“When the winds of change blow, some people build walls. Others build windmills” – so says the old Chinese proverb, which seems apt given the events of this week.
Aside from his wall, America’s divisive president-elect Donald Trump is a climate change denier, pro-fossil fuel and no fan of renewable energy – having labelled solar and wind projects as “a dangerous experiment”.
Renewables stocks have inevitably taken a hit on Wall Street, but that may be a knee-jerk reaction rather than a true devaluation of the sector.
While Mr Trump has promised to ‘save’ the US coal industry, the best he’s likely to achieve is to stave off its demise for a while, by cutting regulation and reneging on environmental commitments. In the long term, the coal industry will wither because it cannot compete with shale gas and the relentless rise of renewables in the US.
In spite of Trump
So despite Mr Trump’s ambivalence, I suspect renewables in the US will continue to thrive.
Solar generation is now a sustainable business model without the need for subsidies and every time solar capacity doubles in the US, costs drop by a quarter. Continued innovation will further drive cost down.
Combine this with the increasing viability and cost-effectiveness of battery storage technology and the localised (predominantly renewable) energy generation sector is now a serious challenge to America’s existing centralised utilities.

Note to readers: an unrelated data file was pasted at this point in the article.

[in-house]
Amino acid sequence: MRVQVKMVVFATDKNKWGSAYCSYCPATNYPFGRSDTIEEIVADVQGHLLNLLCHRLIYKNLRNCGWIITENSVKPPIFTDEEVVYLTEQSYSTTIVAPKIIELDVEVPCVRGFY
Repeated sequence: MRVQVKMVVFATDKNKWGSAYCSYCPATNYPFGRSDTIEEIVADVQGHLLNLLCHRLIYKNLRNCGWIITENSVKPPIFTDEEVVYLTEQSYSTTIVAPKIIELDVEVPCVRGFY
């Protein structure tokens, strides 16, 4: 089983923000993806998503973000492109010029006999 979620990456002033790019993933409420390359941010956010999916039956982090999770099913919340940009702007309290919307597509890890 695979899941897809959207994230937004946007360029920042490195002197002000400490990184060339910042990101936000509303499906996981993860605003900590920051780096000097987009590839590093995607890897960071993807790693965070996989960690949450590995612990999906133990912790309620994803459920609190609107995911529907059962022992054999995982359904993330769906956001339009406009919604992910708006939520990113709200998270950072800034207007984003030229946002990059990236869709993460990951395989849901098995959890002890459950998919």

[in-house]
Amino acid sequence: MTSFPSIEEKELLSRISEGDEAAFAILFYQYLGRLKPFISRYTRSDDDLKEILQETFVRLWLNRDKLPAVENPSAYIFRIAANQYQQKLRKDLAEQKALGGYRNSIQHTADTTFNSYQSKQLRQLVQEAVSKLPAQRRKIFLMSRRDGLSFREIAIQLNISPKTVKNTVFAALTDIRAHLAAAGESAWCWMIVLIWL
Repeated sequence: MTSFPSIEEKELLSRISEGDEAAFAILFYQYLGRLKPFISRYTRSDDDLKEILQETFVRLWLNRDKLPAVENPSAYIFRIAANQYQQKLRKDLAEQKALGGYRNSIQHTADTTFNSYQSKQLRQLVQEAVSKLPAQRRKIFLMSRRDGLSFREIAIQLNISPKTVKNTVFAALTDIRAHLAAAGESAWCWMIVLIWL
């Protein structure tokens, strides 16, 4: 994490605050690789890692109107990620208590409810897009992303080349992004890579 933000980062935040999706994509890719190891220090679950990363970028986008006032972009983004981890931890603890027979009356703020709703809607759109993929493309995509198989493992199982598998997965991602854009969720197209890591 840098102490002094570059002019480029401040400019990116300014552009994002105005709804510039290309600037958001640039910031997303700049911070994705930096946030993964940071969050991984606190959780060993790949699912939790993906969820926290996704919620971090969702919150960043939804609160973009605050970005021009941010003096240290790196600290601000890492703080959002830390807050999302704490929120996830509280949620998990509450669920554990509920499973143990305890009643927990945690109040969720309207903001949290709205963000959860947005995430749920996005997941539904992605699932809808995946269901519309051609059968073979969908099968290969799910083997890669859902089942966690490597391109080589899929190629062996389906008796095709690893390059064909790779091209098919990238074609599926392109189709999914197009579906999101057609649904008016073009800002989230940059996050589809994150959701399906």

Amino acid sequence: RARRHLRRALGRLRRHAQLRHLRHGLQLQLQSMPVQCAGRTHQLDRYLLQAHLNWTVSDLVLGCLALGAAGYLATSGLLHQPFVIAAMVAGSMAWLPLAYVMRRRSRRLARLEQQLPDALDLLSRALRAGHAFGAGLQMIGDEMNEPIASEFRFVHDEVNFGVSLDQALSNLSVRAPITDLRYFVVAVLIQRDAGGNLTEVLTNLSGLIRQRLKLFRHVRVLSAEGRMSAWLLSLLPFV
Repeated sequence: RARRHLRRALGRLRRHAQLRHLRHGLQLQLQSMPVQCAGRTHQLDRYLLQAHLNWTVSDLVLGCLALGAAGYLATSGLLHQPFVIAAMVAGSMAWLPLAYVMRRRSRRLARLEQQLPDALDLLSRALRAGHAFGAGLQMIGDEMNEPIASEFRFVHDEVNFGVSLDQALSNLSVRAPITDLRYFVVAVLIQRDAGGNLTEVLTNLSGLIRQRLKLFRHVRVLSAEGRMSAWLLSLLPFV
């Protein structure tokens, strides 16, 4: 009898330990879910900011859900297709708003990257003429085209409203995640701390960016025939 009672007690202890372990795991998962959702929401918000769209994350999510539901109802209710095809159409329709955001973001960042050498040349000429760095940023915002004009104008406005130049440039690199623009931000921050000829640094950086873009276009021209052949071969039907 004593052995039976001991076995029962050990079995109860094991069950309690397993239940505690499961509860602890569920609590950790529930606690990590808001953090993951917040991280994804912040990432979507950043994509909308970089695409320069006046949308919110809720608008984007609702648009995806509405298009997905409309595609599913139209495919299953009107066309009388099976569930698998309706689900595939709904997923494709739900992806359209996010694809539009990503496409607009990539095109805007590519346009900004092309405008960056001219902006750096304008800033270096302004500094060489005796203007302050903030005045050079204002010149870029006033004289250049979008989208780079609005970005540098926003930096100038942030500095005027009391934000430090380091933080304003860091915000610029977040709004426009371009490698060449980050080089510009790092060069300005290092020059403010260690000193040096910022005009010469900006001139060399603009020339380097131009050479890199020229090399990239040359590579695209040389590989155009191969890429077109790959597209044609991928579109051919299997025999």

Batteries allow storage of electricity generated when the sun shines or the wind blows for use when the sun isn’t shining or when the weather is calm. This overcomes the main challenge facing (and criticism of) solar and wind generation.
“The coal industry will wither because it cannot compete with shale gas and the relentless rise of renewables”
Further, if you generate electricity from solar panels on your roof or turbines nearby, it costs nothing to transmit it to your house.
Centralised power generation, however, has a high transmission cost – hundreds of miles of high voltage power lines don’t come cheap – and around 10 per cent of power is lost in transmission, making it less efficient. Soon the transmission costs alone of centralised electricity generation will be greater than the total cost of localised generation.
That’s not a great place for the central utilities to be. A number of industry experts believe the centralised utility energy generation model will be defunct in fifteen or so years because it simply cannot compete.
For the big US energy utilities now, think Kodak or Blockbuster Videos fifteen years ago. Unlike the president-elect’s complexion, their future is neither bright nor orange.
Chris Hallam is infrastructure Partner at Nabarro